Irony and shame in Socratic ethics

Research output: Contribution to journalArticle

Abstract

Socrates is both the first thoroughgoing moral philosopher and the first to employ irony as a philosophical tool. These innovative and foundational aspects of Socratic philosophy, however, lead to apparent inconsistencies and worrisome interactions. Socrates is charged with making his interlocutors look foolish, arrogant, self-serving, or ignorant. Worse still, he seems aware of these reactions. If Socrates knows his methods stir resentment, why does he continue with them? Furthermore, how should we view irony in light of Socratic ethics? I argue that Socrates uses irony and shame to bring about the desire for moral improvement. Socratic irony is of the riddling variety and the shame that it produces is not intended to belittle the interlocutor's sense of self. Instead, shame is an appropriate response to the realization that one's life is unexamined and possibly vicious. Therefore, the real problem with Socratic irony lies not with its use, but its failure rate.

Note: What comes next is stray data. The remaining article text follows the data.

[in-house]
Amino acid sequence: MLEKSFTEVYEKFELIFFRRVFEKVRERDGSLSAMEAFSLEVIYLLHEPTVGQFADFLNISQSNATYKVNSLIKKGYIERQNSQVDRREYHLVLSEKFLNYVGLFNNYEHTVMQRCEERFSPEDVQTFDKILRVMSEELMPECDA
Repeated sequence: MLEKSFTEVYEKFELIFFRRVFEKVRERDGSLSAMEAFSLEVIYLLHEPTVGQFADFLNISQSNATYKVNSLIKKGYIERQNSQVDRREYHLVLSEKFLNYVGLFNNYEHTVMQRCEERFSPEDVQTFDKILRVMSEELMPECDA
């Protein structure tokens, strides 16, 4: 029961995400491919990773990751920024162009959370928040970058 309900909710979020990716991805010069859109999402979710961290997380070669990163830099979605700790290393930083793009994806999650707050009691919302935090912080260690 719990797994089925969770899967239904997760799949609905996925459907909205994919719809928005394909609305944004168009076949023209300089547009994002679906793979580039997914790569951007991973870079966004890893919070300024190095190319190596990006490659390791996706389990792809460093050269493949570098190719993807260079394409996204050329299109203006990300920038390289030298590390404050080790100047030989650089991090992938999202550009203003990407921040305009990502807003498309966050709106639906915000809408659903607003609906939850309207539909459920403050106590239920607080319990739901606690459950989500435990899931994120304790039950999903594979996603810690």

Original languageEnglish (US)
Pages (from-to)473-488
Number of pages16
JournalInternational Philosophical Quarterly
Volume50
Issue number4
StatePublished - Dec 2010
Externally publishedYes

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Shame
Irony
Socrates
Interlocutors
Interaction
Moral Improvement
Moral philosophers
Philosophy
Resentment
Inconsistency

ASJC Scopus subject areas

  • Philosophy

Cite this

Irony and shame in Socratic ethics. / Piering, Julie A.

In: International Philosophical Quarterly, Vol. 50, No. 4, 12.2010, p. 473-488.

Research output: Contribution to journalArticle

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